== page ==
Recently, a friend and our wives were discussing a troubling subject that has been on almost everyone’s mind, the tragic violence at Sandy Hook Elementary School. We agreed that the deaths of innocent young children doesn’t just break your heart, it crushes. Your whole being reviles at the thought of these children and their teacher/protectors being brutally murdered. The grief of families, friends and a whole nation is unfathomable.
Our president and other leaders have spoken compassionately about the tragedy and called for effective changes. The question is, what do we change and how? Our friends agreed that stricter gun laws alone won’t fix the problem; the roots of the problem must be known and dealt with.
We blame the state of our mental health system, on lax security in schools and public places, on poor parenting and an uncaring public.
These all are in the mix of secondary causes; the root cause is seldom mentioned or understood. The sickness in our society is in large part due to a fascination with violence which is purveyed and promoted through various “entertainment” venues.
We ignore the truth of the axiom “evil begets evil and violence begets violence” and turn our heads to the fact that violence can be taught through simulation.
Simulation is a useful teaching tool, law enforcement and the military use it all the time, we use it to learn to fly an airplane, to learn a new language, to sell a product and to learn medical techniques.
Why then would you expect a different result from those who feast on “games” that simulate mass killing and blowing people up with explosives or science fiction weapons?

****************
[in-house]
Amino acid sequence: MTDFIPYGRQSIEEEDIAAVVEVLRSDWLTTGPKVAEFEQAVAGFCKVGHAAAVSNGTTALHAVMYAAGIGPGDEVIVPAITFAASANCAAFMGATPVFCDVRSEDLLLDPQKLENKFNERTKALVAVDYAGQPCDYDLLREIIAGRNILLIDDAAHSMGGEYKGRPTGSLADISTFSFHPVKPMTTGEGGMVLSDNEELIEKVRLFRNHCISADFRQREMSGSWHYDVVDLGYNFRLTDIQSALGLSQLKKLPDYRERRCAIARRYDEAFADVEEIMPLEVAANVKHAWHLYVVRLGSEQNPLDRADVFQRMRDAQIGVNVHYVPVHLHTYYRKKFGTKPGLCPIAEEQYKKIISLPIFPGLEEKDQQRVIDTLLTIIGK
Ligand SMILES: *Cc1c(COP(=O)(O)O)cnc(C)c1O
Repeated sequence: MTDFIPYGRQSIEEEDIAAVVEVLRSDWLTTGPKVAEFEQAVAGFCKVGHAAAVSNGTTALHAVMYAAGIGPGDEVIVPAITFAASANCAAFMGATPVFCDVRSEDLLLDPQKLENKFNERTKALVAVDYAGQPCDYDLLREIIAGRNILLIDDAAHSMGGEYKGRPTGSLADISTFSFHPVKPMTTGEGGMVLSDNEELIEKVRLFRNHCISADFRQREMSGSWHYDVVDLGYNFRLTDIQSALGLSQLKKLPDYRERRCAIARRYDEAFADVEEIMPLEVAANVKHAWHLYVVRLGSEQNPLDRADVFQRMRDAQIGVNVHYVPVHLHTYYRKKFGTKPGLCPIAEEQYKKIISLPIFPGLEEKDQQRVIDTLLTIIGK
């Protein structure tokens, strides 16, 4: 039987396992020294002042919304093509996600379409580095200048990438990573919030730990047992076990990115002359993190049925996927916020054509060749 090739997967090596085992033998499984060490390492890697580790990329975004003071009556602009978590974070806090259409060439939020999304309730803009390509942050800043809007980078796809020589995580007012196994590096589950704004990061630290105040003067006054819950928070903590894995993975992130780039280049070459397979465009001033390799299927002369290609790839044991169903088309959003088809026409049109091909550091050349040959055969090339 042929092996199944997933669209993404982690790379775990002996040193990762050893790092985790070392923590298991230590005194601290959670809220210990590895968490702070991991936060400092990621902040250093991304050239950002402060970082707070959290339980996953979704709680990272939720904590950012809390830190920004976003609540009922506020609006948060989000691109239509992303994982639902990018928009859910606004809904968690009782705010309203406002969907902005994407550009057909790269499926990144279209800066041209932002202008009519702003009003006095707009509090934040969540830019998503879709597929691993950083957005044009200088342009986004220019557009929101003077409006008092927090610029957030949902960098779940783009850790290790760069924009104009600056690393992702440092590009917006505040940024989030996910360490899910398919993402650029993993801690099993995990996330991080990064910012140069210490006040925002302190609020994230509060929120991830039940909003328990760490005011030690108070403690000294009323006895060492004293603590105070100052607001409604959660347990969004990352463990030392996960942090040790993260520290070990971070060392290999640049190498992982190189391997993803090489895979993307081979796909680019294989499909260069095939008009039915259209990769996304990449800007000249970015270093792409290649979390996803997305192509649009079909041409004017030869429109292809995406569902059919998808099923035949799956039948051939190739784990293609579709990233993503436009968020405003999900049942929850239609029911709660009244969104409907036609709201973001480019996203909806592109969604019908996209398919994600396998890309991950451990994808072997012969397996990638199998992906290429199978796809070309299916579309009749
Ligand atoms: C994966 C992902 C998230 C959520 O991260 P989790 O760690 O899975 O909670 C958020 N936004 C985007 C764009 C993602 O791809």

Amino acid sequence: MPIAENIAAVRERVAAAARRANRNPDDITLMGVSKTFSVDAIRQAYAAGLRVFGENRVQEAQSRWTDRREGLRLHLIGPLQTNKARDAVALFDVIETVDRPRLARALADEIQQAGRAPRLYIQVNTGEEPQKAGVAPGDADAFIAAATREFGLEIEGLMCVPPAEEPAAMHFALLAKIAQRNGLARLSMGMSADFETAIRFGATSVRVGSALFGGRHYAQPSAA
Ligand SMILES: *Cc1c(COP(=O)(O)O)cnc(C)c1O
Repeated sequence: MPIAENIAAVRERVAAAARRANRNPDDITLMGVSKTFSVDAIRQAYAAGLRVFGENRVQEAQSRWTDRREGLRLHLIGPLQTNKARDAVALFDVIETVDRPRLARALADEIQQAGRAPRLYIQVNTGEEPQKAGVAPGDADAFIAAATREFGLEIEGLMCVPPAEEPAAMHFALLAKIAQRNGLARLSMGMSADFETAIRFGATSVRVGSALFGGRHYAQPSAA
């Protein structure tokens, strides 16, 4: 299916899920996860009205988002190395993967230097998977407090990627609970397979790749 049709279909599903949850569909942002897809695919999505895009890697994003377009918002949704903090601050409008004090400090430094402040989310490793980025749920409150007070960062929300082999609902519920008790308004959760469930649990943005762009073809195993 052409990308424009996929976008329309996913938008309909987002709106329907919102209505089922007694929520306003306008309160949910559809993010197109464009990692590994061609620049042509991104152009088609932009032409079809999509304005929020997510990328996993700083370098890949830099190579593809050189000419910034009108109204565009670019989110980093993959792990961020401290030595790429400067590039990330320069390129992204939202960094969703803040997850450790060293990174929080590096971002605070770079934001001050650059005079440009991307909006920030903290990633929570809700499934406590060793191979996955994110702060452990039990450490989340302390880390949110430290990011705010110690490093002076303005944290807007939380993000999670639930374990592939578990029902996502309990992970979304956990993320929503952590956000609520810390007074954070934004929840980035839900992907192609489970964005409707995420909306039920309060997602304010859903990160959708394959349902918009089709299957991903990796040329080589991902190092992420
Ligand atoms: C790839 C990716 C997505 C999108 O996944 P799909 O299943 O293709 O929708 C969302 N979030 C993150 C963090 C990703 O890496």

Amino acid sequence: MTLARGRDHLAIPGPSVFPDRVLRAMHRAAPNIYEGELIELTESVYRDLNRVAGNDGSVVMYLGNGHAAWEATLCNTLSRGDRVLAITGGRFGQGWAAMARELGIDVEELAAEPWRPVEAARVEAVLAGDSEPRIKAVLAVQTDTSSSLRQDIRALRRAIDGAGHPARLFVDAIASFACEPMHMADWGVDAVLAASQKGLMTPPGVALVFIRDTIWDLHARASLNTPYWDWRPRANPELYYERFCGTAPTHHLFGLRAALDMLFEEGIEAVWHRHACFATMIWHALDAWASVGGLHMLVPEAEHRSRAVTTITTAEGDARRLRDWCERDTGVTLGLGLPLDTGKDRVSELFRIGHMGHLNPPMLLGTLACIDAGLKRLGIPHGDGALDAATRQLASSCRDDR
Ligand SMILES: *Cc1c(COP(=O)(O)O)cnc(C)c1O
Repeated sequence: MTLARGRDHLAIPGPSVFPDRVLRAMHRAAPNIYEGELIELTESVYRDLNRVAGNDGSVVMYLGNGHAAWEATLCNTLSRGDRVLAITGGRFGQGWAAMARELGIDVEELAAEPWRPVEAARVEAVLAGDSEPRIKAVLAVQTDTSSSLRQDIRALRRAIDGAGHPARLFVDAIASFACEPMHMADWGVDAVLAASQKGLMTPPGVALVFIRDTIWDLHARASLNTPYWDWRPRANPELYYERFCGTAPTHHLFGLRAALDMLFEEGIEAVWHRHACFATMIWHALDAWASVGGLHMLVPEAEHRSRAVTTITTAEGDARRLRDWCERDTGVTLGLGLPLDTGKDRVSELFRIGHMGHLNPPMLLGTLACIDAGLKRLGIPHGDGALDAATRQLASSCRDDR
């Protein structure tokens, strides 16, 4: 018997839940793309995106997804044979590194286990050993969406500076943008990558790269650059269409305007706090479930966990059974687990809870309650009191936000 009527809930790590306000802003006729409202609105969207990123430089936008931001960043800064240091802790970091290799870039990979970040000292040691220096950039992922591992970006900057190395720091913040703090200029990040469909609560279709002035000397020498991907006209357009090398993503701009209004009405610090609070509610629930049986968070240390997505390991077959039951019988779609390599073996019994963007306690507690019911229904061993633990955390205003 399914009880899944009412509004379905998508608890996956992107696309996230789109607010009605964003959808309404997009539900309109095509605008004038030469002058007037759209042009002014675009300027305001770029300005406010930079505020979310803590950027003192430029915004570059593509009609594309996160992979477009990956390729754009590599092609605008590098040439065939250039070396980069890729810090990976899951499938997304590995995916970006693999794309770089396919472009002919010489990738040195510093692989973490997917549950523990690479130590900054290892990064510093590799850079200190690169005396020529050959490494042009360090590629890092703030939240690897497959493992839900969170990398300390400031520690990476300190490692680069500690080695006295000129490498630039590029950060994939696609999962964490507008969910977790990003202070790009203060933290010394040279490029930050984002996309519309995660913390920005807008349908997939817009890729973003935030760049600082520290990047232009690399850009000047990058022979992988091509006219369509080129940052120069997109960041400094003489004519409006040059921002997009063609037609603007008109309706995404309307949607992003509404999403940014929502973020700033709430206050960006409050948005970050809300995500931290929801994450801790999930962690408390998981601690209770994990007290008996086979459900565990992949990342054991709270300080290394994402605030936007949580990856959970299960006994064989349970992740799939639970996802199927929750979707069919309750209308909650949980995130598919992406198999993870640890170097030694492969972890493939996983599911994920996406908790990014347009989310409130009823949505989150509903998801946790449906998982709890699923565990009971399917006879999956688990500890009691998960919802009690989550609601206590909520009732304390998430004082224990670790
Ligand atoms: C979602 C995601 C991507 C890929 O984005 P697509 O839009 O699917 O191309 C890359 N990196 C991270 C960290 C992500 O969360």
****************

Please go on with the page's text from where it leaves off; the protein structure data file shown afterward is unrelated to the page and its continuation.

There are ideas being formulated right now to restrict guns, improve mental health care, increase security in schools and public places and no doubt some of these ideas will find their way to becoming law; some people will feel a little safer, lawmakers will congratulate themselves on having done something, and life will go on — until the next tragic event.
Unless we take action to work on the root causes of a national sickness, progress will be elusive. Attempts to place meaningful restrictions on violence will meet with formidable responses from the entertainment industry; cries of First Amendment violation will be heard from everyone who benefits from infecting our youth with the virus of violence addiction. Lobbyistswill be paid huge sums of money to influence lawmakers and the sickness in our society will go untreated.
This may sound like a hopeless cause, and it is, unless you and I are heard from; unless our voices speak loudly to our government officials; unless we demand an end to the unfettered access to our youth by those whose only motivation is to benefit from the promotion of violence simulation.
Don’t make the mistake of thinking this will be an easy or quick battle, it will not. The chances of failure are high given our lack of concentration or purpose in a frantic society.
It may be that we have not reached the saturation point of violent behavior, time will tell. We may become like the people of some Middle Eastern countries who have lived with suicide bombings, genocide, and killing of innocents on a much larger scale and for a longer period of time than what we experienced at Sandy Hook and other places.
Perhaps we will become as desensitized as they are to our own mass murders that occur all too frequently. As long as we continue to train the youth of this country through simulation we will have more real life incidents that eventually will desensitize us all.
It has been suggested that acts of kindness are useful in countering violence. Our friends come visit us on a regular basis, they are always kind and caring even though they both work full time, and have busy lives. They make a difference in our lives.
If you have friends like this then you too are lucky. And maybe if practiced enough, the truth of this suggestion will bear fruit.
Reynolds lives in Pleasant View.